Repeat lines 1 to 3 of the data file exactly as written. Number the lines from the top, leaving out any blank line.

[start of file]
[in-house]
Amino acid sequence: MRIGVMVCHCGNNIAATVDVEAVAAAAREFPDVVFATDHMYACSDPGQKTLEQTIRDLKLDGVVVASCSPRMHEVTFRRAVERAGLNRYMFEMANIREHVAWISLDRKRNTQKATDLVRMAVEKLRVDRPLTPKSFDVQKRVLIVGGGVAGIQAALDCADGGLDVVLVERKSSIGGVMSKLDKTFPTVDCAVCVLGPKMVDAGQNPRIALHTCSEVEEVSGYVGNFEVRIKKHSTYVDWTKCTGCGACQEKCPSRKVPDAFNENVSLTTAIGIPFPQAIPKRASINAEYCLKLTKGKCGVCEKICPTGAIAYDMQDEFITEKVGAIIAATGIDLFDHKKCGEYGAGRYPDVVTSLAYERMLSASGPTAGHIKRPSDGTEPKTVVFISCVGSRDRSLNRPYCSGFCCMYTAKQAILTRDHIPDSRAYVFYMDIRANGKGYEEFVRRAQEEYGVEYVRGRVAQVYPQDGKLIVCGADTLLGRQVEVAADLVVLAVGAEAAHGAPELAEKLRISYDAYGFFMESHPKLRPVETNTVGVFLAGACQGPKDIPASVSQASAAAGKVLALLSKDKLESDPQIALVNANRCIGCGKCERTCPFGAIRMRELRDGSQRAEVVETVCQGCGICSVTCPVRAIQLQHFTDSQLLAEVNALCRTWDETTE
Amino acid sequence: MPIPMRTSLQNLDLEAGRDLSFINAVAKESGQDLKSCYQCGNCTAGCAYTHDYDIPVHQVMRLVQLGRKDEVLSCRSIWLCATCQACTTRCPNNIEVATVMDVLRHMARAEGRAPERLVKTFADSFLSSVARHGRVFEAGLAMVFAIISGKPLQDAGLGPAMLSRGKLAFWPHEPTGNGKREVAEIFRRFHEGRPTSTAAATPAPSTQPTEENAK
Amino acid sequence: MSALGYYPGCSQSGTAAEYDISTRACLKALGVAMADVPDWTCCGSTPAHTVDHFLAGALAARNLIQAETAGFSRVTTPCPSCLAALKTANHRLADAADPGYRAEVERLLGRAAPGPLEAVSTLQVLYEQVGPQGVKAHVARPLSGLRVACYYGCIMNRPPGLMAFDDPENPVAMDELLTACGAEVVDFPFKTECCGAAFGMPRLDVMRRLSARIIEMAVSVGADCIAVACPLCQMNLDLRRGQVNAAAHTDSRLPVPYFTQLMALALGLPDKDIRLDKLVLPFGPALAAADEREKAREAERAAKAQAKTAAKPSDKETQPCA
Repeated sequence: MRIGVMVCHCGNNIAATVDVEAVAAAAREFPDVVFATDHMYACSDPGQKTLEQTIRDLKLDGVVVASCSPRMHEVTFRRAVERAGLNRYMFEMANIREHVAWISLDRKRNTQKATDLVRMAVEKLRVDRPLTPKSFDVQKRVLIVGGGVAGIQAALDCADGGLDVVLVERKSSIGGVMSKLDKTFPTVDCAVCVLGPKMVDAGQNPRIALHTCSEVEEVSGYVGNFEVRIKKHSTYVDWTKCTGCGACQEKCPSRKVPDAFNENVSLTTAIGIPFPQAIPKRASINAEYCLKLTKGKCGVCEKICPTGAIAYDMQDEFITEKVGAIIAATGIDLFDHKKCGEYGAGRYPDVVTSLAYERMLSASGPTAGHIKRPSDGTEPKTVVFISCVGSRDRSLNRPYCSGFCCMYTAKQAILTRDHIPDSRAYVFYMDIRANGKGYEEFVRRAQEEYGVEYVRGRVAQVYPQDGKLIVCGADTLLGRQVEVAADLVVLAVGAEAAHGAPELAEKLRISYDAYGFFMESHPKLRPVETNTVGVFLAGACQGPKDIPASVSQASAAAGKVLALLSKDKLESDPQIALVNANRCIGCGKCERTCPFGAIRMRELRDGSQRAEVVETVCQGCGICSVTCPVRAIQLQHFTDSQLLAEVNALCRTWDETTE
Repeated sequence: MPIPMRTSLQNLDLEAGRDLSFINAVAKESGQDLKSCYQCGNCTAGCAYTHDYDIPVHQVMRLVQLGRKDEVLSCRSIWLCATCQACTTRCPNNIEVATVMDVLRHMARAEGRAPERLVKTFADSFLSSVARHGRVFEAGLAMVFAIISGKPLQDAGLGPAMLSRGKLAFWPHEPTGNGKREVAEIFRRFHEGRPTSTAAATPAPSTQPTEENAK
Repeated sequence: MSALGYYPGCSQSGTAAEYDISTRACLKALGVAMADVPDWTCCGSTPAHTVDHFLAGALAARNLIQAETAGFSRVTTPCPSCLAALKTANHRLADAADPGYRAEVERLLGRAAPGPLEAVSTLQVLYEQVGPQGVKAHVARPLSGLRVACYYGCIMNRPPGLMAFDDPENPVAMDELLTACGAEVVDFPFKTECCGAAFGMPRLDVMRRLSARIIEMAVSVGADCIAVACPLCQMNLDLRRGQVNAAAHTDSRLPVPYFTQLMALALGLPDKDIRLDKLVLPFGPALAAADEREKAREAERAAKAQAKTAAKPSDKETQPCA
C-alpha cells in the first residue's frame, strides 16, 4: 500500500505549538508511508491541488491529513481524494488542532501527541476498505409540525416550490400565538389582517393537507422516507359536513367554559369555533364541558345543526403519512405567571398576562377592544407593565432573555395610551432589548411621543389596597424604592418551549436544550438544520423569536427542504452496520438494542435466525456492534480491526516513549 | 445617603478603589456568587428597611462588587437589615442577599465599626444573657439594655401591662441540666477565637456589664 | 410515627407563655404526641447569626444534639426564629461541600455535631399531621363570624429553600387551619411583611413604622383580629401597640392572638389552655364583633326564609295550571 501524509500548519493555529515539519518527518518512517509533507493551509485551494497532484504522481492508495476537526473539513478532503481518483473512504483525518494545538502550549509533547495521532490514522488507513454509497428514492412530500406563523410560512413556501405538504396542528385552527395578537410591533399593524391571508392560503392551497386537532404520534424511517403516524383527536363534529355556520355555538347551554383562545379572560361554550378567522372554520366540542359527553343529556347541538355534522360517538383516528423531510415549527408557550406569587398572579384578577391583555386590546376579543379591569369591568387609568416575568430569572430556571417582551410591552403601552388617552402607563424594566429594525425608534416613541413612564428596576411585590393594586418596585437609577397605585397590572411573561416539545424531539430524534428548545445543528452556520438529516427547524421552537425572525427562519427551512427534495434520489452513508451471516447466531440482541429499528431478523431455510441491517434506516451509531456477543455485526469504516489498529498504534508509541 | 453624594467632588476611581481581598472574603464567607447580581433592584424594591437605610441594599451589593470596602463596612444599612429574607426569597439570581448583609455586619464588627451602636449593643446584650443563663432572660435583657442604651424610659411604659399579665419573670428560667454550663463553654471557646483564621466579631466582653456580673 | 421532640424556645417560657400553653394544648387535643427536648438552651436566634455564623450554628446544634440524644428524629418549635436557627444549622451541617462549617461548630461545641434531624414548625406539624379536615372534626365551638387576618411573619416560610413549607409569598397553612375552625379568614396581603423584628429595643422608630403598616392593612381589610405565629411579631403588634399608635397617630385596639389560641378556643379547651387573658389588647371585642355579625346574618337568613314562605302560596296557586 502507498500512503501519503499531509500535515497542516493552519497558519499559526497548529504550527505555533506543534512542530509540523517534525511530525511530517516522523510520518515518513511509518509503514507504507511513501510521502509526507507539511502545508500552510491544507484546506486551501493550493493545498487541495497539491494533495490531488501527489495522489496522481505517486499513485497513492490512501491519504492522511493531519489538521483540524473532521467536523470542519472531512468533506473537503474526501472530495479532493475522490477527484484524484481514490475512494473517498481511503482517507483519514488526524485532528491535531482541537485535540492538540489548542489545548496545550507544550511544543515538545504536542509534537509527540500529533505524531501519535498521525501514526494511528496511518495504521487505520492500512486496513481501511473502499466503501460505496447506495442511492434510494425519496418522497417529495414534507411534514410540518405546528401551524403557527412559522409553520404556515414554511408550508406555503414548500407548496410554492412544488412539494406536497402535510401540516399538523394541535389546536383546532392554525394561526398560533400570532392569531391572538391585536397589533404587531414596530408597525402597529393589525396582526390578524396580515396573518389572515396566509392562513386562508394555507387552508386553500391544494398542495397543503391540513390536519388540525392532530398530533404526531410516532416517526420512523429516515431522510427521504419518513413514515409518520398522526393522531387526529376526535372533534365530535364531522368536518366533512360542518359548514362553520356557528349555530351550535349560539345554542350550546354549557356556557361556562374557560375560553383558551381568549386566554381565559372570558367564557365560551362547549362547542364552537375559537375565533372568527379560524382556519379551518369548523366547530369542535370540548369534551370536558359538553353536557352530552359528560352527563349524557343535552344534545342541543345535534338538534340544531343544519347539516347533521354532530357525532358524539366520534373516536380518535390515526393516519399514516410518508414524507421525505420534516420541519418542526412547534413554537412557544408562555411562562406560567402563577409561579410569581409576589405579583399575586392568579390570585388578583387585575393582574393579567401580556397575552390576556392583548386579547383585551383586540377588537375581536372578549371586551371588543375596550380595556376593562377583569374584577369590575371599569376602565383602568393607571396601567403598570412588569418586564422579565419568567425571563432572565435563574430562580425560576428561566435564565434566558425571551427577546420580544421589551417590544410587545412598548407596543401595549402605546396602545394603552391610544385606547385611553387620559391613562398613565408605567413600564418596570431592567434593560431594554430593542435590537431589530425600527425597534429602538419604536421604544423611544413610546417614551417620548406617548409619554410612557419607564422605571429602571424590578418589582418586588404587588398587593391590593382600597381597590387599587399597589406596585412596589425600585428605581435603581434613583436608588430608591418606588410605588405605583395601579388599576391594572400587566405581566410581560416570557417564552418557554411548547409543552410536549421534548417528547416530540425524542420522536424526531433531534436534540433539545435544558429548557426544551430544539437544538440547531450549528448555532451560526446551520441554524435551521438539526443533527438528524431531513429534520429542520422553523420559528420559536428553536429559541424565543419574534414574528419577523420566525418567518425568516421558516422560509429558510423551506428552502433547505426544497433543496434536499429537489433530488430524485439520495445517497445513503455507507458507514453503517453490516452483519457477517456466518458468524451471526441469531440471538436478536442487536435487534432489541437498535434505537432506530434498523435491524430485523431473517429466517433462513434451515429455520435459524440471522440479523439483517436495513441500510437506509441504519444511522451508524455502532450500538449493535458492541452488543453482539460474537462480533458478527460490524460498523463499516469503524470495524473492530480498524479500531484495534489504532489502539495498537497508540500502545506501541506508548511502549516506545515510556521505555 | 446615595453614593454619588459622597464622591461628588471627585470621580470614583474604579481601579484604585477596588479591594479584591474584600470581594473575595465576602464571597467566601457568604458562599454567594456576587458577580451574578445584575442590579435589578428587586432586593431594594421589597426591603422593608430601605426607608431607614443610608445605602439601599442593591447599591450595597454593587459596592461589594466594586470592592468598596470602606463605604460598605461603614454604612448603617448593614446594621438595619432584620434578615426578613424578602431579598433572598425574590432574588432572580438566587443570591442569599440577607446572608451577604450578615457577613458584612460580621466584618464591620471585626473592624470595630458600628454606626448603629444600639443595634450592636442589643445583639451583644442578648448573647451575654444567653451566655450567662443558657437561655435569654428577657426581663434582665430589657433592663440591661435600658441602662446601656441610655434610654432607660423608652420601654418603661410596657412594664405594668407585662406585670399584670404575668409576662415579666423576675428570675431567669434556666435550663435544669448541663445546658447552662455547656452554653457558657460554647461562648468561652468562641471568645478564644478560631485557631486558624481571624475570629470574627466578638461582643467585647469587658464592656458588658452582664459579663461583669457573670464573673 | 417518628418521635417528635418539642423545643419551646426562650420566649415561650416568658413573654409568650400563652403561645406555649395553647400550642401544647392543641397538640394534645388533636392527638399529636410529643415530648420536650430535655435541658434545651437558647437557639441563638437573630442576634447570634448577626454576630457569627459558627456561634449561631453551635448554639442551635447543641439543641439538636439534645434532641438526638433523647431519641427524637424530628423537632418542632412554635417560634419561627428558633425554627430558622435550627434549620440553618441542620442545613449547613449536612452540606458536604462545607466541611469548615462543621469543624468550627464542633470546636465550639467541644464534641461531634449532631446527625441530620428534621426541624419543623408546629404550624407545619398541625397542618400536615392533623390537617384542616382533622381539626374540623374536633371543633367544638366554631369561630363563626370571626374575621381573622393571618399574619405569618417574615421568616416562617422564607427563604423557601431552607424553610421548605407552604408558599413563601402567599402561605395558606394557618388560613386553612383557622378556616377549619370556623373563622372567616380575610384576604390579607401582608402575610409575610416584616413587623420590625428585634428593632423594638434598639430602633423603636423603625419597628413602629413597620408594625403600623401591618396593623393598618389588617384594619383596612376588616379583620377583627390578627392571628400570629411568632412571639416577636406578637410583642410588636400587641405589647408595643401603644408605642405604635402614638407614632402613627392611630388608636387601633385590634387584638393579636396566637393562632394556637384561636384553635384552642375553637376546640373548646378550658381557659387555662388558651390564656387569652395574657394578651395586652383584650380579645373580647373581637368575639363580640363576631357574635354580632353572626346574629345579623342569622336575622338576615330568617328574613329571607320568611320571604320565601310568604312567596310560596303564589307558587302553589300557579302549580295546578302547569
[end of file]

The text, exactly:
[in-house]
Amino acid sequence: MRIGVMVCHCGNNIAATVDVEAVAAAAREFPDVVFATDHMYACSDPGQKTLEQTIRDLKLDGVVVASCSPRMHEVTFRRAVERAGLNRYMFEMANIREHVAWISLDRKRNTQKATDLVRMAVEKLRVDRPLTPKSFDVQKRVLIVGGGVAGIQAALDCADGGLDVVLVERKSSIGGVMSKLDKTFPTVDCAVCVLGPKMVDAGQNPRIALHTCSEVEEVSGYVGNFEVRIKKHSTYVDWTKCTGCGACQEKCPSRKVPDAFNENVSLTTAIGIPFPQAIPKRASINAEYCLKLTKGKCGVCEKICPTGAIAYDMQDEFITEKVGAIIAATGIDLFDHKKCGEYGAGRYPDVVTSLAYERMLSASGPTAGHIKRPSDGTEPKTVVFISCVGSRDRSLNRPYCSGFCCMYTAKQAILTRDHIPDSRAYVFYMDIRANGKGYEEFVRRAQEEYGVEYVRGRVAQVYPQDGKLIVCGADTLLGRQVEVAADLVVLAVGAEAAHGAPELAEKLRISYDAYGFFMESHPKLRPVETNTVGVFLAGACQGPKDIPASVSQASAAAGKVLALLSKDKLESDPQIALVNANRCIGCGKCERTCPFGAIRMRELRDGSQRAEVVETVCQGCGICSVTCPVRAIQLQHFTDSQLLAEVNALCRTWDETTE
Amino acid sequence: MPIPMRTSLQNLDLEAGRDLSFINAVAKESGQDLKSCYQCGNCTAGCAYTHDYDIPVHQVMRLVQLGRKDEVLSCRSIWLCATCQACTTRCPNNIEVATVMDVLRHMARAEGRAPERLVKTFADSFLSSVARHGRVFEAGLAMVFAIISGKPLQDAGLGPAMLSRGKLAFWPHEPTGNGKREVAEIFRRFHEGRPTSTAAATPAPSTQPTEENAK